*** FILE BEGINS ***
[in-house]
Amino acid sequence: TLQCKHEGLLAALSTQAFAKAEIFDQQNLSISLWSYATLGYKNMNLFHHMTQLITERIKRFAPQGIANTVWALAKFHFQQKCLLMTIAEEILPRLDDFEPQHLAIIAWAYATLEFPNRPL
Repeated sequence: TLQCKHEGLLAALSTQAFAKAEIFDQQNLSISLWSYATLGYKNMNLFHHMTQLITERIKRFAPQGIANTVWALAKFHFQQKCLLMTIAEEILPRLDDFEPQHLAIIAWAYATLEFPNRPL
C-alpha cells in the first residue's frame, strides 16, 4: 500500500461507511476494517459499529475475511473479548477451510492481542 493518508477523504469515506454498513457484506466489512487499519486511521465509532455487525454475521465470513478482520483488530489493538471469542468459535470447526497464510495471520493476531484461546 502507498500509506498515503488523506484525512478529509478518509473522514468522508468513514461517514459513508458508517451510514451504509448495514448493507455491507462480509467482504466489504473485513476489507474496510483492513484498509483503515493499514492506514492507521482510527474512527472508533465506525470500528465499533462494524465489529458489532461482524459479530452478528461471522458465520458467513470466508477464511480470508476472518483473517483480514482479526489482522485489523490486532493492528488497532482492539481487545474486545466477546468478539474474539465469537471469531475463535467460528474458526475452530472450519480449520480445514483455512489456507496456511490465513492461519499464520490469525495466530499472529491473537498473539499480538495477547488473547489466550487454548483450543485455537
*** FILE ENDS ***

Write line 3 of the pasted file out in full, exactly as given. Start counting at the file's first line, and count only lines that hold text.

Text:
Repeated sequence: TLQCKHEGLLAALSTQAFAKAEIFDQQNLSISLWSYATLGYKNMNLFHHMTQLITERIKRFAPQGIANTVWALAKFHFQQKCLLMTIAEEILPRLDDFEPQHLAIIAWAYATLEFPNRPL